Does “Girls” portray a new relationship normal?

HBO is coming out with a new series titled “Girls,” that is a little bit “Sex and the City,” a little bit “Looking for Mr. Goodbar,” and a little bit “50 Shades of Grey.” It features a single, professional and sexually open Brooklyn woman who engages in submissive, depersonalized, demeaning sex- all the while talking about the need to be like men and not allow herself to feel too much or expect any emotional closeness in her relationship.

If this is an accurate portrayal of current dating trends and attitudes as the writer of this series suggests, it would seem that women have come a long way in the boardroom yet have taken many steps backwards in the bedroom. Was feminism really about making women be just like men as the lead character and her friends in “Girls” appear to be trying to do? Or have women somehow taken a very wrong turn that is leading them to an emotionally unfulfilling and lonely place?

Perhaps women are growing weary of all the pressure to compete and achieve their hard earned equality. They are attending college and earning four year degrees at a higher rate than their male counterparts. Many women are also becoming the breadwinners for their families, earning more than their spouses or being the sole breadwinner while their spouse stays home to raise the kids. Often, working women also carry most of the family and household responsibilities if their spouse works outside of the home- effectively having two full time jobs. Nice work, Gloria- got any other great ideas.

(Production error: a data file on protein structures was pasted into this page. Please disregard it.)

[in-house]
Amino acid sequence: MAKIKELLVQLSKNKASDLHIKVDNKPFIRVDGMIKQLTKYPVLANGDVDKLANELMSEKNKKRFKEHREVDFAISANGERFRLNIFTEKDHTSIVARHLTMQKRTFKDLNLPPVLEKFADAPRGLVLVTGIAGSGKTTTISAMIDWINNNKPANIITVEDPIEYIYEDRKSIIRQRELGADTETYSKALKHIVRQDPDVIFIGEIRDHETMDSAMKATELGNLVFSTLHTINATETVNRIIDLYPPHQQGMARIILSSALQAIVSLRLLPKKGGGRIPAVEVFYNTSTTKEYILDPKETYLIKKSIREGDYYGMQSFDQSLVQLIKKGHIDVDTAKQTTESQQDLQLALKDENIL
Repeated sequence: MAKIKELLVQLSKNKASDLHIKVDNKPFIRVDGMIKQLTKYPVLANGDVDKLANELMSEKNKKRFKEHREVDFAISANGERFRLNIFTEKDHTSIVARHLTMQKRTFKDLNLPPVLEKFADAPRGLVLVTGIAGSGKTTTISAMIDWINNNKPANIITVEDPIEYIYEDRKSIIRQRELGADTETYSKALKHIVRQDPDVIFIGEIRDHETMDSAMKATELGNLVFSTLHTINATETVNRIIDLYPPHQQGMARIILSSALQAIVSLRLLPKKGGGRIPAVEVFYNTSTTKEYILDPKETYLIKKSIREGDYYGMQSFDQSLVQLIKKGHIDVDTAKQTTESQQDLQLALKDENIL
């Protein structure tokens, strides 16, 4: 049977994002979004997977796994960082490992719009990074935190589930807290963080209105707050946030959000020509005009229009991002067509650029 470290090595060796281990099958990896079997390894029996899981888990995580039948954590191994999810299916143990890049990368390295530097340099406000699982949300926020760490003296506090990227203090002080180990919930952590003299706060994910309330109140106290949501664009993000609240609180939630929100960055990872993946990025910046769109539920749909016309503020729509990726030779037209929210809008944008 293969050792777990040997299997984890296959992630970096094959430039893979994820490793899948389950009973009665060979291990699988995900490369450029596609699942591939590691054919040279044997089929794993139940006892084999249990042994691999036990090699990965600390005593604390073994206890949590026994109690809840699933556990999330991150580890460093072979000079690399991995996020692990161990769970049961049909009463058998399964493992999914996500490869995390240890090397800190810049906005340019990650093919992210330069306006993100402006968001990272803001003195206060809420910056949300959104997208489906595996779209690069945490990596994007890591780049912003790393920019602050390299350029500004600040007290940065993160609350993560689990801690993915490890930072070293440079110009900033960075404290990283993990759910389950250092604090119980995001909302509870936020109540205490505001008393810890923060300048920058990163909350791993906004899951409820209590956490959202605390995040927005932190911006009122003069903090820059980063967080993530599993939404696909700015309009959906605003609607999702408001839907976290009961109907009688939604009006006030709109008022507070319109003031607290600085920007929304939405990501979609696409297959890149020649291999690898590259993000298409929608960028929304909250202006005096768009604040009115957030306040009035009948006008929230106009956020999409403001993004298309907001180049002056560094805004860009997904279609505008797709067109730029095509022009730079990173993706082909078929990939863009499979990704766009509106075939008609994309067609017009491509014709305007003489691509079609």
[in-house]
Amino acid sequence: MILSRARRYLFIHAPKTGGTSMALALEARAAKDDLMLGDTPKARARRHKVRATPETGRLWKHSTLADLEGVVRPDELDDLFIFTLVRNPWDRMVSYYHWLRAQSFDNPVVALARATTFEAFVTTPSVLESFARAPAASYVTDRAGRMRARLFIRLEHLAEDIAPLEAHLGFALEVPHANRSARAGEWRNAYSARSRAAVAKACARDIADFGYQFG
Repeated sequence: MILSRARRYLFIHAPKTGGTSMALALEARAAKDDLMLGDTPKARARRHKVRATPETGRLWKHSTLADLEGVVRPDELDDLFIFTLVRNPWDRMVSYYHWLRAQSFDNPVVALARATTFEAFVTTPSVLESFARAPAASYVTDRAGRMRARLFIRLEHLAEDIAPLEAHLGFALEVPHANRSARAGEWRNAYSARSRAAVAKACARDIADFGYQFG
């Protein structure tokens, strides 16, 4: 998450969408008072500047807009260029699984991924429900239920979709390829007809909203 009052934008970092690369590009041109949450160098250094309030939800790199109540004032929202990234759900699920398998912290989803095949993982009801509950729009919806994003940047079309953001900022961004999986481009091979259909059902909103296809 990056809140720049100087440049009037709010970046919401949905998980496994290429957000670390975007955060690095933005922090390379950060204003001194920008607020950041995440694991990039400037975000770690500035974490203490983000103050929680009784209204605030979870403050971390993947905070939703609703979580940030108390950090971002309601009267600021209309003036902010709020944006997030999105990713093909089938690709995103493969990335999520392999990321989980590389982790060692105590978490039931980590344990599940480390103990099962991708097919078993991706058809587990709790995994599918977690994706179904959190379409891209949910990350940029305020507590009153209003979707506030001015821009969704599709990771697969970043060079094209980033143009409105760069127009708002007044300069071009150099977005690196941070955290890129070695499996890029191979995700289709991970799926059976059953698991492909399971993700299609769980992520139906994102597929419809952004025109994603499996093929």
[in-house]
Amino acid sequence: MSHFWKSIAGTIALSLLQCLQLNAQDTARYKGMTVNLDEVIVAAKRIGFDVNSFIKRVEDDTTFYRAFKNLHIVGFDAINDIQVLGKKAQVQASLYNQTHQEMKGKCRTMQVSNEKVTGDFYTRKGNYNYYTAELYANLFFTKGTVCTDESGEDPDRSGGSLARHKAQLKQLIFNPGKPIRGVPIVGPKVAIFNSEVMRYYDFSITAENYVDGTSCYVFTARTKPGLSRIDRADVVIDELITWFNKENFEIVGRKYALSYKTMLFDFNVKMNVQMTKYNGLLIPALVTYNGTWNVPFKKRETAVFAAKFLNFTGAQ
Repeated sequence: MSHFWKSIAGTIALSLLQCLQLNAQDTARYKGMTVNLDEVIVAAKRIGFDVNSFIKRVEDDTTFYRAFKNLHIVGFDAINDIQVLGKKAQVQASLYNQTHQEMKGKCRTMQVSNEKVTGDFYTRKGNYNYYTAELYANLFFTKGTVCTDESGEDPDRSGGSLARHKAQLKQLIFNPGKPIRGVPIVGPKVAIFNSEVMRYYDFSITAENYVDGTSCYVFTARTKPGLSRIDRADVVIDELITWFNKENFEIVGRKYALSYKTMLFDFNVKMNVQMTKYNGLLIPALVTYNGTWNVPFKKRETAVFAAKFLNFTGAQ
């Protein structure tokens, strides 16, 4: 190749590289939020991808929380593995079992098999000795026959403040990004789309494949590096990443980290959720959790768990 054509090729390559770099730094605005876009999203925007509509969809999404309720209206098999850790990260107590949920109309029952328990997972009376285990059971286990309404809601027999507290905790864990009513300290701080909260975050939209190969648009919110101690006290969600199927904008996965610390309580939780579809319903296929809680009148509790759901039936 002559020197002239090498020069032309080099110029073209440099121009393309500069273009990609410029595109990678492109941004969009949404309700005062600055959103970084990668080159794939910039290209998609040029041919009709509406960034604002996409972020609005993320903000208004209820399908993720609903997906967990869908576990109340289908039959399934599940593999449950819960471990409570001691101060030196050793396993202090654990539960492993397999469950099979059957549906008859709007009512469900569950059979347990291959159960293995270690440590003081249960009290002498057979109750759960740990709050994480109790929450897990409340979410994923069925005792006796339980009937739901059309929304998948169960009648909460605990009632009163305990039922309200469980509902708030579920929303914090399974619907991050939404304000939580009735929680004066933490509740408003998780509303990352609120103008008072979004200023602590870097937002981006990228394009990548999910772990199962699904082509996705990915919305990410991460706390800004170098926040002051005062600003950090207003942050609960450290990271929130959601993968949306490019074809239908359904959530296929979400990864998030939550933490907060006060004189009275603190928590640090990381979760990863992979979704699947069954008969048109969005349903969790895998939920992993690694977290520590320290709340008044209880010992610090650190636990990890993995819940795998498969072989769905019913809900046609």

If it is true that women are looking for a way to deal with their new role- sexual submission, and sex for fun with no complications may offer them a chance to role play as the weaker sex, or to just turn off their biologically driven feelings and try to enjoy meaningless, uncomplicated sex that they don’t have to work too hard at or worry about the consequences afterwards.

Wow, if this is a new normal for young women, then I’m happy to be from an older generation when it was ok to be who we really were, to lean on guys for support and sustenance sometimes, to dream about romance and love and set these as goals for our dating life. We knew we were intelligent and capable, we pursued higher education and our career choices- and we knew what we wanted in our relationships and didn’t compromise on the important stuff or sell ourselves short. I think we also knew we couldn’t “have it all,” that in fact, there is no such thing. So, compromising for the chance at happy love and marriage was acceptable and sometimes the right choice for the life we wanted.

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